Importantly, the study found that not only were males under 40 at far higher risk for myocarditis from any of the vaccines than from COVID infection, multiple doses of all the vaccines appears to cause a cumulative effect in increasing risk for the heart inflammation condition.

Males under 40 were least likely to suffer myocarditis after COVID infection, with a incidence rate ratio of 2.02 (just over twice the baseline risk), followed by 2.57 for the AstraZeneca vaccine (two-dose protocol), 3.41 for the Pfizer jab (two-dose protocol), and a whopping 16.52 for the Moderna vaccine (two-dose protocol), representing a sixteen-and-a-half-times increase in the risk of myocarditis compared to baseline.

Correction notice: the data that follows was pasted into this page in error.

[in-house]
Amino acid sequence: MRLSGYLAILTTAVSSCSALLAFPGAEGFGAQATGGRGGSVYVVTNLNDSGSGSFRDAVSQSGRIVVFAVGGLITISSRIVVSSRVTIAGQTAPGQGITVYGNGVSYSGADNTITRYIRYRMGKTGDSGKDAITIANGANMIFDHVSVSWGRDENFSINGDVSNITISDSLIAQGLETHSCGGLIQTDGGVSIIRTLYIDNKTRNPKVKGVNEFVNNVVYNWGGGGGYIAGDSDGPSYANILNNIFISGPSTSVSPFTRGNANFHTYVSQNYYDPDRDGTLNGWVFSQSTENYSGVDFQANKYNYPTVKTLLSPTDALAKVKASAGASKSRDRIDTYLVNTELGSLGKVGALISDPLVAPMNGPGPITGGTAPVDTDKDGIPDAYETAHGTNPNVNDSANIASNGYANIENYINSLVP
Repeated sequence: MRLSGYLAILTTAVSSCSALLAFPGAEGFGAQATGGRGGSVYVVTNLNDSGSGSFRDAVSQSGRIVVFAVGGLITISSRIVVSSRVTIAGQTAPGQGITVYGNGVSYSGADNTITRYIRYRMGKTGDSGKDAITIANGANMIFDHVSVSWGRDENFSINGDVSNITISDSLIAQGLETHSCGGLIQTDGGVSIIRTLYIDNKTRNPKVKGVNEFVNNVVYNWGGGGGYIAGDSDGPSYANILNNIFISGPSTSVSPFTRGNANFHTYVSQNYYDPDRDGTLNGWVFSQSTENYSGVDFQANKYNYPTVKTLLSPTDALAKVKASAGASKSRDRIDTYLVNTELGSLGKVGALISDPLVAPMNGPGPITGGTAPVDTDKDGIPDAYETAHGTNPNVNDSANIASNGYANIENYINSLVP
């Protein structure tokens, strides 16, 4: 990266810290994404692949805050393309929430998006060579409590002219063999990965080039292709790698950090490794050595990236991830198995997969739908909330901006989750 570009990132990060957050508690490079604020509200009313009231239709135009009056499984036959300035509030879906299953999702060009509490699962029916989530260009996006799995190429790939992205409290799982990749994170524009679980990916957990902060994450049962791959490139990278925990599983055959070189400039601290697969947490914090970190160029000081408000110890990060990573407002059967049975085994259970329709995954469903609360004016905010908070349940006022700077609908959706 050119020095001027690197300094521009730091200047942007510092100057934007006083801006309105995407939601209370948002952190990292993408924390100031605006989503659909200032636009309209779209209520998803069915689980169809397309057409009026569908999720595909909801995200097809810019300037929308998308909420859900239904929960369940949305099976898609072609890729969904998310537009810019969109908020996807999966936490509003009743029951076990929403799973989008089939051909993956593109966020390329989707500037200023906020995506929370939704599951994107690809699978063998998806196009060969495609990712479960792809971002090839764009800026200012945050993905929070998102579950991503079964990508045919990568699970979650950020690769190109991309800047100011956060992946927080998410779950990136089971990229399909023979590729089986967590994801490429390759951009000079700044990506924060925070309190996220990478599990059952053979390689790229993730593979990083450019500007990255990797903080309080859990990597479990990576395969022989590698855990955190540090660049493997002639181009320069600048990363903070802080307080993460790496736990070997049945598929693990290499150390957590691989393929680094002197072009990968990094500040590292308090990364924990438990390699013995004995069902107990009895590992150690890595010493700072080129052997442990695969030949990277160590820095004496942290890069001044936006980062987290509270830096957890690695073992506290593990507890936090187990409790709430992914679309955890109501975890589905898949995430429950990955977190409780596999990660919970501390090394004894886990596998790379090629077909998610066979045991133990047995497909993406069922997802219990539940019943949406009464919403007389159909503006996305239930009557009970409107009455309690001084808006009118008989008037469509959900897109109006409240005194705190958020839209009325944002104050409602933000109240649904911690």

Risk of myocarditis accumulated with each shot, including for the third dose or booster shot of the Pfizer vaccine. Other vaccines have not been assessed for third-shot protocols.

In each case, the second dose dramatically increased the risk factor over the first dose, and Pfizer’s booster shot dramatically increase the risk factor over the second dose, more than doubling it.

While the incident rate ratio from one dose of the Pfizer vaccine was 1.66, that figure rose to 3.41 for the second dose, and rose again to 7.6 for the booster.

Older men studied did not show the same consistent rise in risk factor with dose between the first and second doses, but did show a dramatic increase in risk between the second dose and the booster shot, which more than tripled the incident rate ratio.

Women were only moderately more likely to experience myocarditis after the booster shot, though females under 40 were shown to have a dramatic increase in risk with each dose of the Moderna vaccine, though not the Pfizer vaccine, rising to 7.55 times baseline after the second dose, well above the risk level for COVID patients.